Dr Ghulam Hussain, one man can bring change for people | By Shahnoor Waqas Malik

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Dr Ghulam Hussain, one man can bring change for people

FROM a humble origin in the village of Jammarghal (Jhelum) to representing Pakistan on the international stage, Dr Ghulam Hussain is living proof that with sheer will-power and through the pursuit of knowledge, the sky is the limit.

With his father working as a policeman and his mother a housewife, Dr Ghulam Hussain was born on June 26, 1936 into a family with 3 sons and 2 daughters.

Despite the ‘jagidar’ system of his village where people sat on the floor while landlords sat on a charpai – his mother instilled in him the power of equality/respect irrespective of wealth and status.

She gave him the confidence that he can change the system as she told the landlords that one day my son will sit where you sit – showing the genes of democratic values which Dr Ghulam Hussain carries till today.

During his early schooling, he would walk 3-4 miles from his home every day to attend his classes.

With the absence of any man-made roads built at the time and there being a major lack of educational institutions, this was his only opportunity to avail education – in which he persisted towards.

By 1963, Dr Ghulam Hussain, now the first certified doctor within his locality, started his medical practice in Mandi Bahauddin.

He set up his own clinic where he would treat people and never bat an eye at the time or pay attention to his hunger, seeking to help as many as he could.

After almost a decade of being a general practitioner and being involved in the organisation of the ‘Kayssan Council’ of his area, many people began to follow him and to trust him.

With the support of his followers and being known for Jhelum – he caught the eye of Zulfiqar Ali Bhutto in the 1970s, who was looking to capitalise and introduce PPP into Punjab.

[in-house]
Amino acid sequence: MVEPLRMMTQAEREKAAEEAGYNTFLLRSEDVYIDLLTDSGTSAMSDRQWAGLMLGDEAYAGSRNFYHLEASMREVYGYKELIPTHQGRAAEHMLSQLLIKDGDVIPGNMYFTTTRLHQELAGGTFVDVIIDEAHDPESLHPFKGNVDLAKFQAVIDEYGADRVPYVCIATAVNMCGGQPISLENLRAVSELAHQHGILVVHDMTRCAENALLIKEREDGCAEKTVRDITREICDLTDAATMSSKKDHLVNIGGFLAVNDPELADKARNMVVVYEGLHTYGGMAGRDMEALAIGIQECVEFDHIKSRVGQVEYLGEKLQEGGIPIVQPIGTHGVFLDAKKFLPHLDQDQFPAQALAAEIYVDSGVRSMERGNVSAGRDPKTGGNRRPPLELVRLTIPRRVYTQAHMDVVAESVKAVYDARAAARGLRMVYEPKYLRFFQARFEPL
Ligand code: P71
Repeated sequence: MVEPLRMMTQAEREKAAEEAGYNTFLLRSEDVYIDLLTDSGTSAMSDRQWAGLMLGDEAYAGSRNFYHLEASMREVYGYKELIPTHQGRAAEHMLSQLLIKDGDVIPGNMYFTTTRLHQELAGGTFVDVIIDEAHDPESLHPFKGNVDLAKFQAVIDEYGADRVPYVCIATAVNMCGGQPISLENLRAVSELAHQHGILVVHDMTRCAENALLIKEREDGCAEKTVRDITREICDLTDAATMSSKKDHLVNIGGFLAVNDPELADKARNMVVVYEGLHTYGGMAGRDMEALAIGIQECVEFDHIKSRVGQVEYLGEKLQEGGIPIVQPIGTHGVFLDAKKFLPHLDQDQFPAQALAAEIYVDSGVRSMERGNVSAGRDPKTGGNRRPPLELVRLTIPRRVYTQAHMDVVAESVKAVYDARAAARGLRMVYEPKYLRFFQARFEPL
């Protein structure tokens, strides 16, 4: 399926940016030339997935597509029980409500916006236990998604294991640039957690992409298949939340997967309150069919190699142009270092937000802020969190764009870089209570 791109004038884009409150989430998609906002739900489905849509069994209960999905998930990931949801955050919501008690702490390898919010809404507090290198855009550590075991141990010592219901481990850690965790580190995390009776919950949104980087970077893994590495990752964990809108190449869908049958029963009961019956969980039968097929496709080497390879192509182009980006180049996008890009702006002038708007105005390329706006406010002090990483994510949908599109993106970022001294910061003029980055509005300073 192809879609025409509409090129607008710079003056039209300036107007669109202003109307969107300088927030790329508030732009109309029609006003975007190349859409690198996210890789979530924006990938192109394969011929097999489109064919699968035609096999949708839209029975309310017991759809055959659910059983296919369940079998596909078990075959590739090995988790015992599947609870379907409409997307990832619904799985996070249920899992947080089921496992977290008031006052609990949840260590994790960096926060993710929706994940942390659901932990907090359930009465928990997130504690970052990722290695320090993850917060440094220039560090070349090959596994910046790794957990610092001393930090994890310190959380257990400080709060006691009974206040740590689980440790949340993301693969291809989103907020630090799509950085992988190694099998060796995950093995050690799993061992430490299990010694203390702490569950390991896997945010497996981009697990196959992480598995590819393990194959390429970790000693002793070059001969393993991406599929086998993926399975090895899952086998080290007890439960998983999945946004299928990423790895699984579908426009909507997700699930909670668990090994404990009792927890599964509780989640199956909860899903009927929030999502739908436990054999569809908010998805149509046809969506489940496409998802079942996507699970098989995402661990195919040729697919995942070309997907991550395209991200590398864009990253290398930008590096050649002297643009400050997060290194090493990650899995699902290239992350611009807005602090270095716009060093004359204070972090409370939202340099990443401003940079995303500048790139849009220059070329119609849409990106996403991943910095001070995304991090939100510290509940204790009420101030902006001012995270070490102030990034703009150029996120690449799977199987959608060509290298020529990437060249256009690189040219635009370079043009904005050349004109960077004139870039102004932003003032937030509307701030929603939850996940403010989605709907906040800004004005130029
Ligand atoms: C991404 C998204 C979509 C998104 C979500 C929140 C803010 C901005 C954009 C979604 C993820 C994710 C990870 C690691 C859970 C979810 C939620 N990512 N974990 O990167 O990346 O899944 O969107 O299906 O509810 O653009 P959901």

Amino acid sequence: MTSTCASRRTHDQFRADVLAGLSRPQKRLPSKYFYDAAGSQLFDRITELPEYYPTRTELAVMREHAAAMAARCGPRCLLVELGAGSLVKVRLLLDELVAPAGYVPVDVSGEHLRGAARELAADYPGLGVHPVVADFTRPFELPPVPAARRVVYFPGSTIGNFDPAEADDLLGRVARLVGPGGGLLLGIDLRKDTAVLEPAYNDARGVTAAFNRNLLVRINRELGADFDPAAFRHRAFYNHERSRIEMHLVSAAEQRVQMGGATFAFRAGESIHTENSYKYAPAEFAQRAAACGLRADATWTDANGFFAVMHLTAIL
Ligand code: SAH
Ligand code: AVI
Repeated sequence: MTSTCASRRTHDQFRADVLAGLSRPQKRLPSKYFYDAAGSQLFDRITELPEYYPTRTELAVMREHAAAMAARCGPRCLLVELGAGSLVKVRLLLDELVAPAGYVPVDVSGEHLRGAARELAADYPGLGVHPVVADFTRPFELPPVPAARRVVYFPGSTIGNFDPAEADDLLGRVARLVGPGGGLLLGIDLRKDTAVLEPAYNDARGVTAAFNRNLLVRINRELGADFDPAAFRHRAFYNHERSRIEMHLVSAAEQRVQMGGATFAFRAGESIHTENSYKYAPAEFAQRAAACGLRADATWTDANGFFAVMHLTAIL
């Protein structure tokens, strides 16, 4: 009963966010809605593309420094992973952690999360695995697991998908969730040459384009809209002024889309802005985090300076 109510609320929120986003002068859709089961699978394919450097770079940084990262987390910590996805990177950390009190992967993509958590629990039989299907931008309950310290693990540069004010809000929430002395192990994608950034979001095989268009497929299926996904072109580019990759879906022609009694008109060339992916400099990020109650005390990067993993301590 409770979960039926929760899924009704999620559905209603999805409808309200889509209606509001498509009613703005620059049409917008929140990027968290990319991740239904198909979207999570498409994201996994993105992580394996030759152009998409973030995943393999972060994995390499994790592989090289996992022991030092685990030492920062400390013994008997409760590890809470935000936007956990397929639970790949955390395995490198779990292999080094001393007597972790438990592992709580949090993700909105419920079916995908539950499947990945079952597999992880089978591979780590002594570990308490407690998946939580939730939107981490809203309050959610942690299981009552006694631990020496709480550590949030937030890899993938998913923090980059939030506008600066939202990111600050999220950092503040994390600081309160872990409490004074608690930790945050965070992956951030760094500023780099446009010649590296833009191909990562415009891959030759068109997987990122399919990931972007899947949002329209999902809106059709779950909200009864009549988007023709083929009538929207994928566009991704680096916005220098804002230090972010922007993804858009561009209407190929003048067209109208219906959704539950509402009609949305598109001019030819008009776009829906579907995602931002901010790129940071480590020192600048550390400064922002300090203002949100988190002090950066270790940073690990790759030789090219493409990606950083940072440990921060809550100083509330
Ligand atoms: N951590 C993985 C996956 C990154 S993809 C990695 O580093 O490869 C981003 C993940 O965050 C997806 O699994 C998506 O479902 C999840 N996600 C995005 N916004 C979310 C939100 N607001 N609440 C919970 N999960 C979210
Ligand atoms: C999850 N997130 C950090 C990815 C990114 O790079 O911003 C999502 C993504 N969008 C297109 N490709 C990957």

During the conversation between ZAB and Dr Ghulam Hussain, he first refused to involve himself into politics as he had little experience in such a field and was earning modestly through his medical practice.

However, ZAB managed to convince him that he was the only right man to represent his region and that he knew he could trust the young doctor.

As a result, Dr Ghulam Hussain agreed and joined ZAB as a co-founder of the PPP as well as a major ally.

Given a ticket to contest as a candidate, Dr Ghulam Hussain won the election and became an MNA.

After securing his seat, the good Doctor never forgot about his origins. He began the development of roads linking his village with others nearby – launched more than 100+ schools (primary + high school + colleges) and universities to provide educational opportunities for the people – built medical centres and hospitals which helped deter people from travelling far and away for treatment when they now have the ease and convenience of having their own facilities.